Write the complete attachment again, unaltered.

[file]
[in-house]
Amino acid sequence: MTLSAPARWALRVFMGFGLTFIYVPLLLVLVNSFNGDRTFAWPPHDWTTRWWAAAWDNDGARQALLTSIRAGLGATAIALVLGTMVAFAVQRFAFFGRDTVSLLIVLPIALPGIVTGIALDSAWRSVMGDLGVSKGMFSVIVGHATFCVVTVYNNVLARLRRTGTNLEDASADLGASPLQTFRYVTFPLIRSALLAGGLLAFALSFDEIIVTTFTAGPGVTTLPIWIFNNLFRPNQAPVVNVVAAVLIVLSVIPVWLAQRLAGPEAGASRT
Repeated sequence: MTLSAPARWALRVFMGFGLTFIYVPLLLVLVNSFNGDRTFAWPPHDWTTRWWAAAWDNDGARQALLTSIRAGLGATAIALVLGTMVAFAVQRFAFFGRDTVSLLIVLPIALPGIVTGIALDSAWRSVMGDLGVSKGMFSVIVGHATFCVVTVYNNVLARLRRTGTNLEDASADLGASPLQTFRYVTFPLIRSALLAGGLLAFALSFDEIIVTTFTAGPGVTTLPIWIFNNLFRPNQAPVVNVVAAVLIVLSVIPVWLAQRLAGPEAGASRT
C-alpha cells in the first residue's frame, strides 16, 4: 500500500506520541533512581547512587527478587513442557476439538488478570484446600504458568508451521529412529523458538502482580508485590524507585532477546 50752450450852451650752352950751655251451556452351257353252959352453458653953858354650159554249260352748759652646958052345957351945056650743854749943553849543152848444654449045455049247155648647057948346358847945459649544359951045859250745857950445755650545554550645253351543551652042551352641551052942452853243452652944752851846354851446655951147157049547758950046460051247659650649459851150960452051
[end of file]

[in-house]
Amino acid sequence: MTLSAPARWALRVFMGFGLTFIYVPLLLVLVNSFNGDRTFAWPPHDWTTRWWAAAWDNDGARQALLTSIRAGLGATAIALVLGTMVAFAVQRFAFFGRDTVSLLIVLPIALPGIVTGIALDSAWRSVMGDLGVSKGMFSVIVGHATFCVVTVYNNVLARLRRTGTNLEDASADLGASPLQTFRYVTFPLIRSALLAGGLLAFALSFDEIIVTTFTAGPGVTTLPIWIFNNLFRPNQAPVVNVVAAVLIVLSVIPVWLAQRLAGPEAGASRT
Repeated sequence: MTLSAPARWALRVFMGFGLTFIYVPLLLVLVNSFNGDRTFAWPPHDWTTRWWAAAWDNDGARQALLTSIRAGLGATAIALVLGTMVAFAVQRFAFFGRDTVSLLIVLPIALPGIVTGIALDSAWRSVMGDLGVSKGMFSVIVGHATFCVVTVYNNVLARLRRTGTNLEDASADLGASPLQTFRYVTFPLIRSALLAGGLLAFALSFDEIIVTTFTAGPGVTTLPIWIFNNLFRPNQAPVVNVVAAVLIVLSVIPVWLAQRLAGPEAGASRT
C-alpha cells in the first residue's frame, strides 16, 4: 500500500506520541533512581547512587527478587513442557476439538488478570484446600504458568508451521529412529523458538502482580508485590524507585532477546 50752450450852451650752352950751655251451556452351257353252959352453458653953858354650159554249260352748759652646958052345957351945056650743854749943553849543152848444654449045455049247155648647057948346358847945459649544359951045859250745857950445755650545554550645253351543551652042551352641551052942452853243452652944752851846354851446655951147157049547758950046460051247659650649459851150960452051